“Africa needs its oil and gas to grow. Wealthy nations have industrialized through the increased use of fossil fuels. They experienced amazing growth in economic prosperity. Increased life expectancy, cleaner air, cleaner water, decreased malnutrition, fewer deaths from infectious disease, and fewer climate-related deaths. Africans should not be denied that”.

Africa holds over 600 trillion cubic feet (tcf) of proven gas reserves and accounts for 7.1 percent of the global gas reserves as of 2019, according to a Deloitte report. The Continent is gradually turning into a big gas market in the world and the development of African gas resources can address its electricity deficit, bring power to major industries, unlock billions of dollars of investment, generate long-term economic growth, and create employment opportunities, including a major preferable supplier of gas to European countries among others.

Ayuk added, “At the same time, we need to drive renewables at the same pace. While you were producing gas, you need to give Africa chance to transition itself and monetize the gas for development and industrialization,” Ayuk explained. “How can you tell us that we’re going to industrialize Africa if we can’t use gas to develop Ammonia, Fertilizer plants and also use a lot of European technologies to do that?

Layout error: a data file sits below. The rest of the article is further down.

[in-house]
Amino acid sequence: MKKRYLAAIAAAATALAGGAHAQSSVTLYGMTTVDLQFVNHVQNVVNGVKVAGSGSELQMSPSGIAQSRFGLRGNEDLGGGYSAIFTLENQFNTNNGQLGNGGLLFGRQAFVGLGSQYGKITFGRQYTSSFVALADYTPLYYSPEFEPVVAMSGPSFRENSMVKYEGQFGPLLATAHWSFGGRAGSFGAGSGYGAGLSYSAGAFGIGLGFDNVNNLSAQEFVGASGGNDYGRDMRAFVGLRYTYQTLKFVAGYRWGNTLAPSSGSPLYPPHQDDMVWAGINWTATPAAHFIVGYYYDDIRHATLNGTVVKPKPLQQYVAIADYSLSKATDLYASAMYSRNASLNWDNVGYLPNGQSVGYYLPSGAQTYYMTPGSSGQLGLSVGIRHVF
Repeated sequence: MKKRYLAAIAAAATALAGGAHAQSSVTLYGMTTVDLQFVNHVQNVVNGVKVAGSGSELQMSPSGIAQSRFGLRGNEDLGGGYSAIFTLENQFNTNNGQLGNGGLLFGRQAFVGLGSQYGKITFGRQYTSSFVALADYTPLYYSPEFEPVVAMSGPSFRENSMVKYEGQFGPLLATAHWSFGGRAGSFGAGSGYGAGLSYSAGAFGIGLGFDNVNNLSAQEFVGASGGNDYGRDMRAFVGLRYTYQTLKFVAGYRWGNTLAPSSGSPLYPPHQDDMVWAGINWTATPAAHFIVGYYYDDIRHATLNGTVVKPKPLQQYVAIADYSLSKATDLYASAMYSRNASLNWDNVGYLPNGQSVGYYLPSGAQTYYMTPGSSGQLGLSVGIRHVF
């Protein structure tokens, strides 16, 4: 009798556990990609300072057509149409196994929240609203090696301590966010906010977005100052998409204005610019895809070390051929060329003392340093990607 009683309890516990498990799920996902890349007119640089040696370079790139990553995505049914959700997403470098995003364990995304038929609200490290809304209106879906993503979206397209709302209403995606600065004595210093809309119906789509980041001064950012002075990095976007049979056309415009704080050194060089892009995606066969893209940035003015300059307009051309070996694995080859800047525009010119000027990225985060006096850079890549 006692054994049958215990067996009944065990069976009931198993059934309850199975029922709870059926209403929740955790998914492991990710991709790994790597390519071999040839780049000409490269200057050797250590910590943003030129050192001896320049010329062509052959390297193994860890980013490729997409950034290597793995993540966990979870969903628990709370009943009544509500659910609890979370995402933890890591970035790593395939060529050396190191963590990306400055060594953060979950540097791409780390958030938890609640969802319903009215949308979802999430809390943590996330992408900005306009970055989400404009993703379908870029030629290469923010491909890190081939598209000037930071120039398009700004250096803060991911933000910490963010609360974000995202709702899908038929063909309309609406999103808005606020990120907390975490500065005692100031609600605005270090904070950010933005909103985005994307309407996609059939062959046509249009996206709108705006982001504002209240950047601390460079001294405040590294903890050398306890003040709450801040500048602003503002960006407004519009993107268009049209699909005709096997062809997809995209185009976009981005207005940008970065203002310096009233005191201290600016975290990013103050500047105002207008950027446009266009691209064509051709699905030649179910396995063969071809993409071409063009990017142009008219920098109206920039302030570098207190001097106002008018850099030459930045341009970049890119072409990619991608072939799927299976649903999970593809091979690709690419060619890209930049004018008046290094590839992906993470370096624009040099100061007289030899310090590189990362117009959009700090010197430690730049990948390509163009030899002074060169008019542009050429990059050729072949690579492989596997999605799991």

“Of course, we can bring in solar and other renewables. Hydrogen has a big role to play. The infrastructure we are building right now when it comes to energy, we’re bringing in green hydrogen and investing in infrastructure to replace gas in the next generation.”

At COP26 in Glasgow, the western nations, including the United States and Canada pledged to end foreign financing on oil and gas projects to commit to reducing carbon emissions, thereby compelling the scaling down of equity investment in oil and gas exploration and production in favor of expanding their renewable energies portfolio.

Following the energy crisis coupled with the Russia – Ukraine war, the European Parliament approved a contentious EU rule labeling investments in gas and nuclear power plants as climate-friendly, throwing out an attempt to block the law that has exposed deep rifts between countries over how to fight climate change. The new rules will add gas and nuclear power plants to the EU “taxonomy” rulebook from 2023, enabling investors to label and market investments in them as green.